Let’s imagine a hypothetical scenario where your patients create online accounts so that they can book their appointments on the web. When they get to the clinic, the receptionist asks them to fill out yet another form -- this time on paper, not a digital one. This process can be a hassle for patients, not to mention the receptionist or other members of staff who'll have to manually encode the patients' submissions.
Obviously, processing patients would be easier if receptionists had access to the web portal’s records, but if web portal data is siloed off from reception, then inconveniences for both patients and staff will emerge.
Why centralize data?
The scenario above illustrates what information silos are, namely data sets held by one department that can’t be readily or completely accessed by other departments or teams within the same practice.
There are many things that can cause the formation of information or data silos. One primary cause is that different departments use distinct types of data. HR keeps personnel records, whereas accounting keeps financial records; and both departments utilize different software programs to boot. Data-wise, there could be little to no overlap between the two departments, so silos form naturally and shouldn’t pose any problems for the organization.
However, the trouble starts when information needs to flow smoothly from one department or team to another but doesn’t. To illustrate, let’s say that, as an administrator, you’re managing client data and want their dental imaging files to be attached to their profiles. The problem is, your practice management software can’t pull files from the medical technician’s imaging software. So much time and effort is wasted on transferring files to the appropriate patient folders — and you run the risk of uploading one patient’s files to another’s folder.
Data silos also form when a dental practice grows larger or acquires another practice that utilizes different software. For example, let’s say a newly acquired practice opts to use their own preferred customer relationship management (CRM) platforms instead of your standard one. Since data such as addresses and health maintenance organization (HMO) information are encoded differently, additional steps must be taken to make data from one platform usable in another platform.
While you could require patients to fill out redundant account creation forms when they visit your other locations besides their primary one, you are actually passing on a large hassle. Thankfully, there’s another effective solution: centralizing your data.
Delegate your IT to an MSP to prevent data silos from forming and centralize your data
When information silos impede data flow, induce inefficiencies, and become a nuisance for you and your patients, you’ll want to tear these silos down and centralize your data to prevent silos from forming ever again. To do all of this, you need to partner with a top-notch managed IT services provider like Pact-One. Here are the things we’ll do for you to optimize your IT:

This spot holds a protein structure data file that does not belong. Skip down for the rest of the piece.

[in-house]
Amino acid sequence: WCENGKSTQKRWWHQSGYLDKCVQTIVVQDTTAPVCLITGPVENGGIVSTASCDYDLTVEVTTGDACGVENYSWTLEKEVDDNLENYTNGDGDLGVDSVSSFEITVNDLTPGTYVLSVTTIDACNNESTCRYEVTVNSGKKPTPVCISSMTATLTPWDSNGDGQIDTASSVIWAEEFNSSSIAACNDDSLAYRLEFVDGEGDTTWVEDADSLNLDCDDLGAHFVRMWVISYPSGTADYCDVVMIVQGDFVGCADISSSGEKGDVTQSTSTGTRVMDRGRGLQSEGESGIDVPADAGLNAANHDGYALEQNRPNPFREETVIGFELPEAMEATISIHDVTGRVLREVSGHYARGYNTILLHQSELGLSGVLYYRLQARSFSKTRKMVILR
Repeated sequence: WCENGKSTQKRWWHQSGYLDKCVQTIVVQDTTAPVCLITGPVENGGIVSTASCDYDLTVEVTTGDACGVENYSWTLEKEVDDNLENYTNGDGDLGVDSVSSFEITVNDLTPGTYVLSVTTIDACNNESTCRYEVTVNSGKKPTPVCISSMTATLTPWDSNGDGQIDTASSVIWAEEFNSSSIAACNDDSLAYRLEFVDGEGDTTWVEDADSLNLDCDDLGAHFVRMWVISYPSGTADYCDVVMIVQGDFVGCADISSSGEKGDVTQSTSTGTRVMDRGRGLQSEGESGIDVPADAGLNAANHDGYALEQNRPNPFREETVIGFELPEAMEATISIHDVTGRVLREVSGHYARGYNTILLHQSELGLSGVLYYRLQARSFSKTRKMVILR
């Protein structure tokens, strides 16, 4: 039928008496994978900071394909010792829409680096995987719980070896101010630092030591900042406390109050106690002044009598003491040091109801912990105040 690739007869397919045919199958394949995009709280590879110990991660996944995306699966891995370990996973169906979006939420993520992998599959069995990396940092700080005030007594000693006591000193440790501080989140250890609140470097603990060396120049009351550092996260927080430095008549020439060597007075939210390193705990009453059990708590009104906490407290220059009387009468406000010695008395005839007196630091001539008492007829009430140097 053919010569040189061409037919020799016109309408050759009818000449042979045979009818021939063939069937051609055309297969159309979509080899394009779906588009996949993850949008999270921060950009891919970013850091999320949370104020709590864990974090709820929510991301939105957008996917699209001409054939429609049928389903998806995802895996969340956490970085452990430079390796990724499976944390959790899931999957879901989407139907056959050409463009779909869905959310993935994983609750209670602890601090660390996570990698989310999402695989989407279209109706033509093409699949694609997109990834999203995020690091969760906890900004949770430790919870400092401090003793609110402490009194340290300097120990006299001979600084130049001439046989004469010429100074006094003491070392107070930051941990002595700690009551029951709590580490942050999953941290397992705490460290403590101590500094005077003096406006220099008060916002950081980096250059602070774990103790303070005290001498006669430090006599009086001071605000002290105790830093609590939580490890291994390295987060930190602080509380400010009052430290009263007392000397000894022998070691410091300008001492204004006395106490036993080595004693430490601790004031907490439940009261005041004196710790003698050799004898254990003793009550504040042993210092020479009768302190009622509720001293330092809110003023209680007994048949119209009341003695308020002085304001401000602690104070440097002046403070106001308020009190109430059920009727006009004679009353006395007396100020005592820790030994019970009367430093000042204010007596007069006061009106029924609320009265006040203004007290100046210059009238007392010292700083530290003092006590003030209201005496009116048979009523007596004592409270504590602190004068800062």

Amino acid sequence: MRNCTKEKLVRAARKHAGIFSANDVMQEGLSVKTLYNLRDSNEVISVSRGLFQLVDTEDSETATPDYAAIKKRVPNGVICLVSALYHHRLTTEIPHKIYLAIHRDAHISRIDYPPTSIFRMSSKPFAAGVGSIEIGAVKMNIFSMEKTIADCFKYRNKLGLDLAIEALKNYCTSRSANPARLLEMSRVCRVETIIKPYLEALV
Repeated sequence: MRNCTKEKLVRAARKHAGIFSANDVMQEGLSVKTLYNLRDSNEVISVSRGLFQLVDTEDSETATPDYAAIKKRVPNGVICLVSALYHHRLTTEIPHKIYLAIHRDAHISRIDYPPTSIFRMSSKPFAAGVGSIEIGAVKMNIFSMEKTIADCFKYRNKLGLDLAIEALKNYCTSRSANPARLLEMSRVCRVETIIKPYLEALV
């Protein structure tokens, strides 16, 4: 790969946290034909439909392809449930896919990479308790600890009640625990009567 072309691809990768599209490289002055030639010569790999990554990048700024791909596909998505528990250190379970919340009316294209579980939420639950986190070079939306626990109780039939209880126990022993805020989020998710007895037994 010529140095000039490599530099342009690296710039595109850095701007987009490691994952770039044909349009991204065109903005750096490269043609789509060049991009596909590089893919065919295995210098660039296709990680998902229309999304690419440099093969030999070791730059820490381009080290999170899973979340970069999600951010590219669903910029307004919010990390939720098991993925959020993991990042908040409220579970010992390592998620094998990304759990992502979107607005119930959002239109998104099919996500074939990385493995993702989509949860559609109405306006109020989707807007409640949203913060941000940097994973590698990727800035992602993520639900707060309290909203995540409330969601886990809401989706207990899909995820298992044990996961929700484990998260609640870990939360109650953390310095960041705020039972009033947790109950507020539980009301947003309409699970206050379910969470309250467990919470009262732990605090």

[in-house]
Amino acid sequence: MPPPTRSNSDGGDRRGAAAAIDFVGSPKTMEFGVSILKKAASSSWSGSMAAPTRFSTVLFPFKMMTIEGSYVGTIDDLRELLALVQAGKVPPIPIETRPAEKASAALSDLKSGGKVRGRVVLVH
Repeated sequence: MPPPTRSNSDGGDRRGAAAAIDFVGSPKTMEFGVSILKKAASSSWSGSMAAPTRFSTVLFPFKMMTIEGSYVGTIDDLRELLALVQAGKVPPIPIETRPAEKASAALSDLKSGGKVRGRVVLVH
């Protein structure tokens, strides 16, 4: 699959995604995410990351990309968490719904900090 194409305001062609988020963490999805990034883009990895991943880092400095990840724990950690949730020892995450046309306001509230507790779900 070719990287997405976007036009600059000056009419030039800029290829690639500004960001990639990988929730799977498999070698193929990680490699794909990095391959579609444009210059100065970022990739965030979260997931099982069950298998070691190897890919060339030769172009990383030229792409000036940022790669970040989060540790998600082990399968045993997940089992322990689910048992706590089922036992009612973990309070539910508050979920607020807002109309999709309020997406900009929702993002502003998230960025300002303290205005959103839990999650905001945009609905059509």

1. Combine disparate programs into a unified platform
Distinct types of business data are stored across various programs but integrating these programs into one platform will help eliminate silo. Our IT experts specialize in building bridges between those programs to streamline data processes and improve the flow of data across departments.
2. Use a centralized data management solution
As your IT partner, we’ll set up a cloud-based repository of information where everyone in your practice draws and stores data. Not only will this prevent silos from forming, but it will also promote inter-practice communication and collaboration. For example, if your practice is low on dental supplies, anyone from the dentist to the inventory manager to the purchasing officer will be informed and initiate the discussion of restocking supplies.
By centralizing your data, we can make company data more accessible to authorized staff members. We’ll configure your data management solution so that you can set role-based permissions and review data audit trails. Role-based permissions prevent sensitive info from being accessed and compromised by users who don’t need it to do their jobs. Audit trails, on the other hand, can help you track and reverse erroneous changes to data to ensure its integrity.
3. Build a culture of information sharing and collaboration
Even within small practices, teams or individuals can see themselves as operating separately from everyone else. They find no value in sharing information with others, and this also contributes to the creation of data silos. However, you can avoid this by integrating information sharing and collaboration into your organizational processes.
You can begin by reporting the count of new client signups as part of a quarterly performance report. You may also want to create open channels where practitioners can consult their colleagues on unique or difficult cases. Doing all of these prevents people from keeping to themselves information that’s useful to colleagues and can improve the practice’s overall quality of service. In time, everyone will see how detrimental information silos are to the practice and therefore work actively to promote and maintain a culture of information sharing and collaboration.
If you need help creating this type of culture, then consult with our IT specialists at Pact-One. We can help you pick the collaboration apps and build data-sharing systems that make serving dental patients as easy and as rewarding as it can be.
To get rid of data silos and promote the efficient flow of information across your dental practice, turn to Pact-One. To learn more, contact us today.